For those out there confused and just want to run and avoid injury I think the sensible advice is:

- Build up mileage gradually
- Vary your running surface
- Vary your running shoes or lack of
- Do some conditioning on appropriate muscle groups
- Just run, enjoy it and don't think about it to much!


DeWit, B. DeClercq, D. and Aerts, A., 1996, Ground reaction forces and spatio-temporal variables during barefoot and shod running, 14 International Symposium on Biomechanics in Sports

Franz, J.R. Wierzbinski, C.M. and Kram, R., 2012. Metabolic cost of running barefoot versus shod: Is lighter better? Medicine and Science in Sports and Exerciseahead of print

Hamill, J. Russella, E.M. Grubera, A.H. and Millera, R., 2011. Impact characteristics in shod and barefoot running, Footwear Science, 3(1), pp.40

Hasegawa, H. Yamauchi, T. and Kraemer, W.J., 2007. Foot strike patterns of runners at the 15-km point during an elite-level half marathon, Journal of Strength and Conditioning Research / National Strength & Conditioning Association, 21(3), pp.888-893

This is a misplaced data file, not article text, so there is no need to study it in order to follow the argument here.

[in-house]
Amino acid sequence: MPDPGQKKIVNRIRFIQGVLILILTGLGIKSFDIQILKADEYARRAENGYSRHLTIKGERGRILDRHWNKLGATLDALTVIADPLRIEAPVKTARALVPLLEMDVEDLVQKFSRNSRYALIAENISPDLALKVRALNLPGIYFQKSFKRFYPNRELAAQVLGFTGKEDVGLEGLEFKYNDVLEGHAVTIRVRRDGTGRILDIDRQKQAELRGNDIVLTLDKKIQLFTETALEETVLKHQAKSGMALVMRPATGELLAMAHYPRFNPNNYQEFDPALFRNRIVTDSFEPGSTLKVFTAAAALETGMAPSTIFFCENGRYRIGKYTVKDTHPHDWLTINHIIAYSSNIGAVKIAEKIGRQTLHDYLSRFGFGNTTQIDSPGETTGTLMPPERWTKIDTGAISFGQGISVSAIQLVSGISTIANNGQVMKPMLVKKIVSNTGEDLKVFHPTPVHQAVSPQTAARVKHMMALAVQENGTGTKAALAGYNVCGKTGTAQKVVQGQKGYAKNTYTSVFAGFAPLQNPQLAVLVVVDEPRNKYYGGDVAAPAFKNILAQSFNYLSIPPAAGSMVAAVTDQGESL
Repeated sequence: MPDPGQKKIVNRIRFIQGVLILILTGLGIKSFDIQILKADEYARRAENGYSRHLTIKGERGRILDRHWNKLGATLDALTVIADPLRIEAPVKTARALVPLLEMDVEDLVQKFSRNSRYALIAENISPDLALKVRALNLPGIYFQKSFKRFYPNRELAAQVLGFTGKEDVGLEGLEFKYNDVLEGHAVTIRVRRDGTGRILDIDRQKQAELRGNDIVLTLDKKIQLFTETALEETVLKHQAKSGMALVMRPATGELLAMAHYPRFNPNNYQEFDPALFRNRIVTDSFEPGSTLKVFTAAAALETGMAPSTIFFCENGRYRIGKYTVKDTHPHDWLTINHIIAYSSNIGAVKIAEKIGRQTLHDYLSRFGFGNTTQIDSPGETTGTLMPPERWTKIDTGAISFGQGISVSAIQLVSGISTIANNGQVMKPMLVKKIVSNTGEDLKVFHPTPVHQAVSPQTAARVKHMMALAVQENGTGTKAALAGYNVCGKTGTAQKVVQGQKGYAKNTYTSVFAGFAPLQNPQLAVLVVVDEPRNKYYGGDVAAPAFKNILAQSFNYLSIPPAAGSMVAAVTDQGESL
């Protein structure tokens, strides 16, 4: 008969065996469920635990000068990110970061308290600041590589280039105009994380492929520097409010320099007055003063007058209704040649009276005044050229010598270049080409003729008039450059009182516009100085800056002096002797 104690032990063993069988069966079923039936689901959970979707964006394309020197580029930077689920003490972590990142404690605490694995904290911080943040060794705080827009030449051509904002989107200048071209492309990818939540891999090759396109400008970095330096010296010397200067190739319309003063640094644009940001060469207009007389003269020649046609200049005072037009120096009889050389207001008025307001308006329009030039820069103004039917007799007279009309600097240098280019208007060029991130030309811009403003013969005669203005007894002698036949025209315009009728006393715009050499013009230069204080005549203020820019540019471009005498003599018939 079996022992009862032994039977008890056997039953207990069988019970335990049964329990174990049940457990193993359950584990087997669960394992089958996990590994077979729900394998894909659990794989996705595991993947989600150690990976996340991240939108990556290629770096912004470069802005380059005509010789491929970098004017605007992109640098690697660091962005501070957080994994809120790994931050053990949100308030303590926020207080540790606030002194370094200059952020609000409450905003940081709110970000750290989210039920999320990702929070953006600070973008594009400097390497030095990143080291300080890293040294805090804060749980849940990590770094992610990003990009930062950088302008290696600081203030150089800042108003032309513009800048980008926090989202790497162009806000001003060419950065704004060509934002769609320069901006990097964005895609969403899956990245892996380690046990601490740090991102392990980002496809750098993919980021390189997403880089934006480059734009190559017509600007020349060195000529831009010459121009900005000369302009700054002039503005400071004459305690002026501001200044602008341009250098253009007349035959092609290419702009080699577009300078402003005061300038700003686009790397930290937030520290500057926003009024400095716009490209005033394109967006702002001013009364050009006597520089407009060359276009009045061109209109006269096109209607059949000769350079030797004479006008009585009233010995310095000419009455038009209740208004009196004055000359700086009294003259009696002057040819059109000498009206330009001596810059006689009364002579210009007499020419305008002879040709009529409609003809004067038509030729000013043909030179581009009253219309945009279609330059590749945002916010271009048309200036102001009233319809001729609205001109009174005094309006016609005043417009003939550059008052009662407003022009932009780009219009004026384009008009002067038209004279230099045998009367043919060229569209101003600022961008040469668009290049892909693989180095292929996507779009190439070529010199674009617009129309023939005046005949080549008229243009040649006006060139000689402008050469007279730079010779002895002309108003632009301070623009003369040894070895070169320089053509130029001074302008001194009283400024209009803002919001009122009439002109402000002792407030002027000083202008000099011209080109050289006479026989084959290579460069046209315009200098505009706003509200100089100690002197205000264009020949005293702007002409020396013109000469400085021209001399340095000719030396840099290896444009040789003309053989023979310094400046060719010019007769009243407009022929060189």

Lieberman, D.E. Venkaesen, M. Werbel, W.A. Daoud. A.I. D’Andrea, S. Davis, I.S. Mang’Eni, R.O. and Pitsiladis, Y., 2010. Foot strike patterns and collision forces in habitually barefoot versus shod runners, Nature, 463, pp.5531-535

Nigg, B., 1997. Impact forces in running. Current Opinion in Orthopaedics, 8(6), pp.43-47

Nigg, B., 2001. The role of impact forces and foot pronation: A new paradigm, Clinical Journal of Sports Medicine, 11, pp.2-9

Ryan, M.B. Valiant, G.A. and McDonald, K., 2010. The effect of three different levels of footwear stability on pain outcomes in women runners: a randomised controlled trial, British Journal of Sports Medicine, online Stockton

M. and Dyson, R., 1998. A comparison of lower extremity forces, joint angles, and muscle activity during shod and barefoot running, 16 International Symposium on Biomechanics in Sports

Williams, D.S. Davis, I.M. and Baitch, S.P., 2003. Effect of inverted orthoses on lower extremity mechanics in runners, Medicine and Science in Sport and Exercise, 35, pp.2060-2068

P.S. Although I had most of these references previously I must thank those I have seen lecture these last few years discussing this topic and led me to several of the above papers.